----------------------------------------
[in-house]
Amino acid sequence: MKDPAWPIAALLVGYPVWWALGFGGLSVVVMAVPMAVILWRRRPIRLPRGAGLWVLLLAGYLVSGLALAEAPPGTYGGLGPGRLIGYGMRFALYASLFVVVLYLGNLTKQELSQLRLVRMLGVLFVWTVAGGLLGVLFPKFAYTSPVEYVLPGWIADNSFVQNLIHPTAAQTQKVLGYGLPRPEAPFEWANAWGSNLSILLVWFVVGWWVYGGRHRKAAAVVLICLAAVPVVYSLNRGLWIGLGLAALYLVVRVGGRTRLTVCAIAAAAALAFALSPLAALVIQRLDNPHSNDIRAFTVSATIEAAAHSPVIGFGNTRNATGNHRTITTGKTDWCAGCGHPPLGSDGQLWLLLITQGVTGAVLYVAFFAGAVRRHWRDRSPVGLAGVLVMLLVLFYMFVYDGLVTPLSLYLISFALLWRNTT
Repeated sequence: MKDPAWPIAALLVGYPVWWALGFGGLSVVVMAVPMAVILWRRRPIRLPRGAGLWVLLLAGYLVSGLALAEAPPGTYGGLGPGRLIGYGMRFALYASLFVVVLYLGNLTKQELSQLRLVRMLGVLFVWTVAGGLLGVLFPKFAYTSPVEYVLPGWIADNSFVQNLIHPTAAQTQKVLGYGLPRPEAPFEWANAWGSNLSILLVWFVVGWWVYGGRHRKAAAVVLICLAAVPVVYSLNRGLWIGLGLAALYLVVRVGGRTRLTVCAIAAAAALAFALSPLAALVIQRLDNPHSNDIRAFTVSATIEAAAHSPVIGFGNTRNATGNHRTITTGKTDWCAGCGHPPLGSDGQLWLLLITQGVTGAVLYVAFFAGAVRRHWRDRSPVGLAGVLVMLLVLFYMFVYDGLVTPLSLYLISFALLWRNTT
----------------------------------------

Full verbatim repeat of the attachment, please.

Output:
[in-house]
Amino acid sequence: MKDPAWPIAALLVGYPVWWALGFGGLSVVVMAVPMAVILWRRRPIRLPRGAGLWVLLLAGYLVSGLALAEAPPGTYGGLGPGRLIGYGMRFALYASLFVVVLYLGNLTKQELSQLRLVRMLGVLFVWTVAGGLLGVLFPKFAYTSPVEYVLPGWIADNSFVQNLIHPTAAQTQKVLGYGLPRPEAPFEWANAWGSNLSILLVWFVVGWWVYGGRHRKAAAVVLICLAAVPVVYSLNRGLWIGLGLAALYLVVRVGGRTRLTVCAIAAAAALAFALSPLAALVIQRLDNPHSNDIRAFTVSATIEAAAHSPVIGFGNTRNATGNHRTITTGKTDWCAGCGHPPLGSDGQLWLLLITQGVTGAVLYVAFFAGAVRRHWRDRSPVGLAGVLVMLLVLFYMFVYDGLVTPLSLYLISFALLWRNTT
Repeated sequence: MKDPAWPIAALLVGYPVWWALGFGGLSVVVMAVPMAVILWRRRPIRLPRGAGLWVLLLAGYLVSGLALAEAPPGTYGGLGPGRLIGYGMRFALYASLFVVVLYLGNLTKQELSQLRLVRMLGVLFVWTVAGGLLGVLFPKFAYTSPVEYVLPGWIADNSFVQNLIHPTAAQTQKVLGYGLPRPEAPFEWANAWGSNLSILLVWFVVGWWVYGGRHRKAAAVVLICLAAVPVVYSLNRGLWIGLGLAALYLVVRVGGRTRLTVCAIAAAAALAFALSPLAALVIQRLDNPHSNDIRAFTVSATIEAAAHSPVIGFGNTRNATGNHRTITTGKTDWCAGCGHPPLGSDGQLWLLLITQGVTGAVLYVAFFAGAVRRHWRDRSPVGLAGVLVMLLVLFYMFVYDGLVTPLSLYLISFALLWRNTT